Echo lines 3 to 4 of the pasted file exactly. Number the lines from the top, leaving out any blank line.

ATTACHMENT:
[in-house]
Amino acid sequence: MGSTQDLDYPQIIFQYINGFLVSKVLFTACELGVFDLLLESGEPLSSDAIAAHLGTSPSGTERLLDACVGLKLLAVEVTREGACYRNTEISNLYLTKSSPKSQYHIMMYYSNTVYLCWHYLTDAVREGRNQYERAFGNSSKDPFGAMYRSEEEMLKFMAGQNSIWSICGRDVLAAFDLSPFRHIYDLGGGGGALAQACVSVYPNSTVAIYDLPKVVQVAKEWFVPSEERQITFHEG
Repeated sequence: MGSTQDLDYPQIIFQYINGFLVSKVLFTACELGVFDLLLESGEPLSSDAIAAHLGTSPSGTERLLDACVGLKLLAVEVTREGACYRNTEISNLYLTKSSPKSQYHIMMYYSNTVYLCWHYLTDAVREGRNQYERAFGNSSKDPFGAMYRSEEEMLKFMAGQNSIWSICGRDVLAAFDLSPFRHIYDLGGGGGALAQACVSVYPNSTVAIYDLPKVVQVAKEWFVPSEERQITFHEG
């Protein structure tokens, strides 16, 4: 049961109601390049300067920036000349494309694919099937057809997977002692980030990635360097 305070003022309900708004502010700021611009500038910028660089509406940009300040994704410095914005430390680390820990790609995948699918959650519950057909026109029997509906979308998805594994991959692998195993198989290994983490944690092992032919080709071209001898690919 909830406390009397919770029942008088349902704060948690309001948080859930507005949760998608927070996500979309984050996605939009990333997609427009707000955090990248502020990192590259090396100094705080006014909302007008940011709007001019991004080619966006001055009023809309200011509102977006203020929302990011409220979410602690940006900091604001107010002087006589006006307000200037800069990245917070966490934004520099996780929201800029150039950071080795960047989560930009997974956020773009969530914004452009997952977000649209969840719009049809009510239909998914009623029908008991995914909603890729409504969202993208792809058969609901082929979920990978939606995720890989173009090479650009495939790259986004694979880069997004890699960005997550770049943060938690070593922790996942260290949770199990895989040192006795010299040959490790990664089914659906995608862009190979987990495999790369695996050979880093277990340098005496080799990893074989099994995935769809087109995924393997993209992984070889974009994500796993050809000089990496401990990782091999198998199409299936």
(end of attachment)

Repeated sequence: MGSTQDLDYPQIIFQYINGFLVSKVLFTACELGVFDLLLESGEPLSSDAIAAHLGTSPSGTERLLDACVGLKLLAVEVTREGACYRNTEISNLYLTKSSPKSQYHIMMYYSNTVYLCWHYLTDAVREGRNQYERAFGNSSKDPFGAMYRSEEEMLKFMAGQNSIWSICGRDVLAAFDLSPFRHIYDLGGGGGALAQACVSVYPNSTVAIYDLPKVVQVAKEWFVPSEERQITFHEG
């Protein structure tokens, strides 16, 4: 049961109601390049300067920036000349494309694919099937057809997977002692980030990635360097 305070003022309900708004502010700021611009500038910028660089509406940009300040994704410095914005430390680390820990790609995948699918959650519950057909026109029997509906979308998805594994991959692998195993198989290994983490944690092992032919080709071209001898690919 909830406390009397919770029942008088349902704060948690309001948080859930507005949760998608927070996500979309984050996605939009990333997609427009707000955090990248502020990192590259090396100094705080006014909302007008940011709007001019991004080619966006001055009023809309200011509102977006203020929302990011409220979410602690940006900091604001107010002087006589006006307000200037800069990245917070966490934004520099996780929201800029150039950071080795960047989560930009997974956020773009969530914004452009997952977000649209969840719009049809009510239909998914009623029908008991995914909603890729409504969202993208792809058969609901082929979920990978939606995720890989173009090479650009495939790259986004694979880069997004890699960005997550770049943060938690070593922790996942260290949770199990895989040192006795010299040959490790990664089914659906995608862009190979987990495999790369695996050979880093277990340098005496080799990893074989099994995935769809087109995924393997993209992984070889974009994500796993050809000089990496401990990782091999198998199409299936």